The Menu’s societal critique is meant to be an appeal to class consciousness – bringing awareness to the class differences between people and how their lives and morals differ. In this instance, The Menu highlights how the wants and desires of people who go to high-end restaurants are completely disconnected with the value we are supposed to gain from eating high quality food. Like so many things corrupted by boomer culture, eating at or cooking at a high-end restaurant is moreso a symbol of status completely untethered from the actual value the food is meant to provide. In our era, prestige has become its own end. Acquiring the prestige of eating at Hawthorne – or working at Hawthorne – is the value we seek. Even if the actual food has no value and working there is miserable, it doesn’t matter because what we actually want is the prestige from being associated with Hawthorne. If this line of thought interests you, I talk about it a lot more in my video about the Oscars and contrasting those awards with Christopher Lasch’s book The Culture of Narcissism. My problem with The Menu’s attempt at critique is it is both cowardly and misplaced.
It is cowardly because the individuals it seeks to critique are all the middle managers of power structures who should truly only be looked upon with pity. The guests attending this dinner include a washed-up actor, a food critic, finance bros, and an old rich couple. I assure you, however easy it is to hate these individuals there is a far more contemptible person just behind each of them.
For example, when it becomes clear the chef does not like any of the people he invited to Hawthorne there is a moment where he explains what it was about them that drew his ire and set him on this path to make their life hell. Some of these explanations have a convincing moral conviction, but the chef’s explanation for why he invited the actor I thought was emblematic of this film’s empty moral authority. The chef says he saw the actor in a film that was so bad, he decided the actor had no value in life at all. Which is like… ha ha?
Everybody loves to hate on actors. I hate on actors on this channel all the time. But being an actor is a job. Absolutely no one in a creative field has the luxury of working exclusively on projects they love. In the same way many chefs probably started working at a diner or Applebee’s or whatever. It is not the chef at an Applebee’s who willed that terrible restaurant into existence. It is the moneyed financers and executive class who implemented these businesses that churn out crap food while paying worse wages. If the film wanted to convince me it understood class consciousness, it would target the actual class that’s responsible for all these petty hatreds its creators have developed. But it doesn’t do that, because the creators are cowards – or potentially simply dumb.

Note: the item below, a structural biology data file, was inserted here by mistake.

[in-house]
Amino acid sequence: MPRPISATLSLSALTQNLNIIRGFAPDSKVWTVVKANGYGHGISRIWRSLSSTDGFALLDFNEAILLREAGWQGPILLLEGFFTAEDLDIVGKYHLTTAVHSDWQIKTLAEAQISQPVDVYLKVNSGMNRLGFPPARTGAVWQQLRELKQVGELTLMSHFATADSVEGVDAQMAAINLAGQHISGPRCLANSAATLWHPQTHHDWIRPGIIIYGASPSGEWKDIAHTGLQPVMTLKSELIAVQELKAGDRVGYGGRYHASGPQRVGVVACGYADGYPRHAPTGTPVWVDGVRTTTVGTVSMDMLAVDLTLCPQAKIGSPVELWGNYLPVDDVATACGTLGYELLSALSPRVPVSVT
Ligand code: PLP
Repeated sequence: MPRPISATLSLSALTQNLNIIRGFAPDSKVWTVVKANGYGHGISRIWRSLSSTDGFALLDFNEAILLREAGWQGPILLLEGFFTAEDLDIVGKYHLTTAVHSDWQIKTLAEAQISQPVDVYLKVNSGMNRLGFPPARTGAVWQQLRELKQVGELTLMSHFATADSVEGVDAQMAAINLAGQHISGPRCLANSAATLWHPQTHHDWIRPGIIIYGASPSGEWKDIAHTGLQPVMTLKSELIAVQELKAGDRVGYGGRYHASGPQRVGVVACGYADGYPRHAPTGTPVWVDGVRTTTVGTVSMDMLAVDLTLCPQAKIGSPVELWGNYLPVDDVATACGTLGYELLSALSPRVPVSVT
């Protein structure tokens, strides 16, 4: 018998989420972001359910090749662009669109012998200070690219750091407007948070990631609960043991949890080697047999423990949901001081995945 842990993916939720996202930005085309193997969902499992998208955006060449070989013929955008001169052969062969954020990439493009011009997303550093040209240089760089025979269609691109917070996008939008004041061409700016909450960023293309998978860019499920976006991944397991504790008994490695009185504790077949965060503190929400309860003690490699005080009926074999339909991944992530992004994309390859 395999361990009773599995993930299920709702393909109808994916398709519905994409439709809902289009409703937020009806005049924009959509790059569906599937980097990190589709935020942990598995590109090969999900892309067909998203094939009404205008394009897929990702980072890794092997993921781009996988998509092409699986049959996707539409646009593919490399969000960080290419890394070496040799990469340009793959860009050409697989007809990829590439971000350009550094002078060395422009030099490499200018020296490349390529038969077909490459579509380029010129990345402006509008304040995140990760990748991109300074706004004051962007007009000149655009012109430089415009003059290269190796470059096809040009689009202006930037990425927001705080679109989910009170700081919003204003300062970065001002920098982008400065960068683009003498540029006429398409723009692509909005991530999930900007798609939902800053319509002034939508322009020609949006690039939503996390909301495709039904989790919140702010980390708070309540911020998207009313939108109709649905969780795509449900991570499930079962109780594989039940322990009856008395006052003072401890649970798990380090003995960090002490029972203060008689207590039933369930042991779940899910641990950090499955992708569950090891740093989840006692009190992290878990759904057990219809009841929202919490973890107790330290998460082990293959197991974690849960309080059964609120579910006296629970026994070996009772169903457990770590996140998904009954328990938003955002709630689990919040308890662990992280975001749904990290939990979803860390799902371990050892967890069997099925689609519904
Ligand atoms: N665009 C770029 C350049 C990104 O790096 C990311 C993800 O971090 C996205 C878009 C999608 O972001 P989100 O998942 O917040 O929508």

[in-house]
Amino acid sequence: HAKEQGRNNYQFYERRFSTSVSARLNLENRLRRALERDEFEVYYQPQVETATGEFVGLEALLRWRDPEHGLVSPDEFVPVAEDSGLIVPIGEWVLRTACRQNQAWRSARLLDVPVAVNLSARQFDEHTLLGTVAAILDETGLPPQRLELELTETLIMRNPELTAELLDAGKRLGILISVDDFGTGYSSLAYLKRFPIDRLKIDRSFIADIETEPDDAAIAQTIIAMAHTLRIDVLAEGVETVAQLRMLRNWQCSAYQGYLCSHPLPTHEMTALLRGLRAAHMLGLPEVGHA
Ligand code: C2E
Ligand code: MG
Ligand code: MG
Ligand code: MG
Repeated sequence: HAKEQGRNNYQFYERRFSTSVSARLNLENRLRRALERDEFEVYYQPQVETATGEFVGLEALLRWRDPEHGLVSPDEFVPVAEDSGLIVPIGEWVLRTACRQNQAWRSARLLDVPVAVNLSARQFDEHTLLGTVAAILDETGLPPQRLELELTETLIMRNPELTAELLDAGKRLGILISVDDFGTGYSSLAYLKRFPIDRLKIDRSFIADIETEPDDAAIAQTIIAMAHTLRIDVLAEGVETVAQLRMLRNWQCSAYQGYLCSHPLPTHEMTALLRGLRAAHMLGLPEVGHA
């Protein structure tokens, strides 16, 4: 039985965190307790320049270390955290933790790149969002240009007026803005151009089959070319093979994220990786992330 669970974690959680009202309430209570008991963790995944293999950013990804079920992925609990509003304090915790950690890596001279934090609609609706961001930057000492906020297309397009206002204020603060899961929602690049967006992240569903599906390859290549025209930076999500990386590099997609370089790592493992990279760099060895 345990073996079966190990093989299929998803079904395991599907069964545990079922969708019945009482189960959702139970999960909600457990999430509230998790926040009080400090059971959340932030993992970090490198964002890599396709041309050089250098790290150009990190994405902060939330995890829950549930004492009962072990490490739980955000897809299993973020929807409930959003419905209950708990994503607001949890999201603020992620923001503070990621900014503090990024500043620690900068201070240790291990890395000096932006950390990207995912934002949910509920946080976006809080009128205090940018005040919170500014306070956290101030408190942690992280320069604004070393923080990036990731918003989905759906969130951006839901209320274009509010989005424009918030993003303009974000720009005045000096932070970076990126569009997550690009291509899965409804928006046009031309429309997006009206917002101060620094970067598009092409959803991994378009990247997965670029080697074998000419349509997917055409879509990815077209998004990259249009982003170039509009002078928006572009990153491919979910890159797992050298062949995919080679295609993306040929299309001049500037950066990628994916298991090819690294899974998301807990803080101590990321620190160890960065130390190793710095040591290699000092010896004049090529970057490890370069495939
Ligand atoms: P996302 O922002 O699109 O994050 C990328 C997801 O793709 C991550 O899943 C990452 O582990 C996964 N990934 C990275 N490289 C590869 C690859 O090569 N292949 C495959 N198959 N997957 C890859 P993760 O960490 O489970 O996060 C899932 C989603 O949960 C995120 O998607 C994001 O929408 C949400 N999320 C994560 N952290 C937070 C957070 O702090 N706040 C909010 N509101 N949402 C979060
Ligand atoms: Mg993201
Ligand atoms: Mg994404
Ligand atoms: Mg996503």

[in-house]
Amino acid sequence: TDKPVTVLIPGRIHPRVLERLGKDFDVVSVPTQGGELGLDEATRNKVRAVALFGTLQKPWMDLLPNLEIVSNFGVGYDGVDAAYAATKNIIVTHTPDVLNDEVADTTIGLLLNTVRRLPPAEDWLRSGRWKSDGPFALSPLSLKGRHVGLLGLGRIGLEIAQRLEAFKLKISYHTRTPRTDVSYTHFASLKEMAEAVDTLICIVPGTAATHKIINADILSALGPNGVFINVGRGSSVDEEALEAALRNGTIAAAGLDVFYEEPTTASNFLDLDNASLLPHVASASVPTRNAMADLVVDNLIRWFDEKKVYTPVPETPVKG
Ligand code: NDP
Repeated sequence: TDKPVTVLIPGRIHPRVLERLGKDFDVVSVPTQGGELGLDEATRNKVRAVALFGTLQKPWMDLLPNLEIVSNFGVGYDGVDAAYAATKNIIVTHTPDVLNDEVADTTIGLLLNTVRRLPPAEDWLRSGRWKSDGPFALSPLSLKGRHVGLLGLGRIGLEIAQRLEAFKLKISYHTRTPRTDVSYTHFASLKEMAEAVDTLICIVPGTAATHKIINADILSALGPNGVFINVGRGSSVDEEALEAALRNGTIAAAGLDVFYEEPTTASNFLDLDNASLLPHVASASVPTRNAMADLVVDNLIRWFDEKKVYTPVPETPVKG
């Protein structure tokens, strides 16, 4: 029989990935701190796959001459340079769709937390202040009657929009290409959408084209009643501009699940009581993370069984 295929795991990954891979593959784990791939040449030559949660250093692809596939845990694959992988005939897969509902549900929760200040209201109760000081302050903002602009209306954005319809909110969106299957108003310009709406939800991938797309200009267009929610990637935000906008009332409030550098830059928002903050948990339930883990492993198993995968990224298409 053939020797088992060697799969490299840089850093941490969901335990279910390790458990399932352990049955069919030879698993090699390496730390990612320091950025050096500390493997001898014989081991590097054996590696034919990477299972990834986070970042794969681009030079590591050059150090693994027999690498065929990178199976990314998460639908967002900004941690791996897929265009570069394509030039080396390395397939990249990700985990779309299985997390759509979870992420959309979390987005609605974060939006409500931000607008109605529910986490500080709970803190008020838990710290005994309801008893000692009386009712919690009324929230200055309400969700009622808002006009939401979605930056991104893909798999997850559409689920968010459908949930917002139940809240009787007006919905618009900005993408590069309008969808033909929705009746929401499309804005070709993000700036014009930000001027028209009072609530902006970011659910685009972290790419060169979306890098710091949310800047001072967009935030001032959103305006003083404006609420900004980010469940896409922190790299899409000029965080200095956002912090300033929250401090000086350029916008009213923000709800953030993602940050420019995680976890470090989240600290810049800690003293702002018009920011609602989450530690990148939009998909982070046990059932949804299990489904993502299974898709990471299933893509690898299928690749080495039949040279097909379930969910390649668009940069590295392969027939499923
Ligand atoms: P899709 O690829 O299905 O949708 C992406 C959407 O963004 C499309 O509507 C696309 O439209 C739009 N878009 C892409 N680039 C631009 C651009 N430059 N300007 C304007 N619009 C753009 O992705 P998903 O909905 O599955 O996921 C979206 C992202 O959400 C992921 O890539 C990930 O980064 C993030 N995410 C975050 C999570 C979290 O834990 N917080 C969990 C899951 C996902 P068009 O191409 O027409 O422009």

I should say it is true the film briefly addresses who financed Hawthorne in the first place. But I would also say – without spoiling anything – that entire sequence is a copout. It felt like a scene they threw in at the last minute in hopes it would close the door to an obvious criticism of who the film chooses to target.
Who The Menu chooses to target is misplaced because it seeks to make a villain out of people who are simply the result of their circumstance – which again was implemented by people actually in power. I’ll give one example for this point because I think it proves itself. Toward the end of the film, there is a gag where the chef presents the view that Americans’ love of s’mores is “everything wrong with us.” According to the chef, s’mores are so contemptible because they are highly processed, too sweet, and generally a crude snack that is a bastardization of what food is supposed to be. The Menu choosing to criticize s’mores enjoyers was so bizarre to me because it betrayed everything this movie pretended to be.
The Menu shows us who it thinks it’s criticizing through its cast. They are snooty, rude, rich people. But if I were to say “Paint me a picture of the typical person that eats s’mores…” What does that person look like? Are they… rich? Are they… an adult? Are they in a position where they have other options and choose to eat s’mores on purpose? Because I have two pictures of people who eat s’mores. The first is children at summer camp. Which – maybe I’m wrong – but I’m not super concerned about summer camp’s influence on our culture. The other is poor people – or “working class” if you prefer – these people have an unpretentious palette and they like s’mores because they taste good.
Enjoying s’mores is devoid of all the things The Menu focuses its criticism on. People eat s’mores because they like s’mores, not because they are a prestigious meal or a subversive dessert. They just taste good. You need to be an insanely delusional person of privilege to feel self-righteous enough to condemn people for not enjoying sweet snacks correctly. If anything the critique should be against whoever made s’mores in the first place, but the film isn’t that smart. It’s toiling away in its self-destructive whiny tone. The entire movie was like that and I found it insufferable and frankly insulting.
Last point I want to make is this movie is simply bad. The literal filmmaking is badly made. There is a fight sequence between Margot and another character which is one of the worst things I’ve ever seen. The fight is clumsy and bizarre and totally unbelievable. You could call it a fitting companion piece to that awful chase sequence between Arya and The Waif which we also have Mylod to thank for.
There’s also a scene where Margot tells another character her name isn’t Margot it’s actually Erin. That plot point has no significance and never comes up again.
The Menu is a great film to watch if you’re one of those delusional people who complains about everyone else without realizing you’re the problem. I’d give this film a 1 out of 5. I understand some people who work in the restaurant industry enjoy facets of this film, but that’s a niche appeal. I’d consider The Menu an easy contender for worst film I’ve seen this year. It’s not just that it’s badly made, it manages to secure the trinity of neoliberal art. The Menu is hypocritical, self-serving, and dumb.
Leave a Reply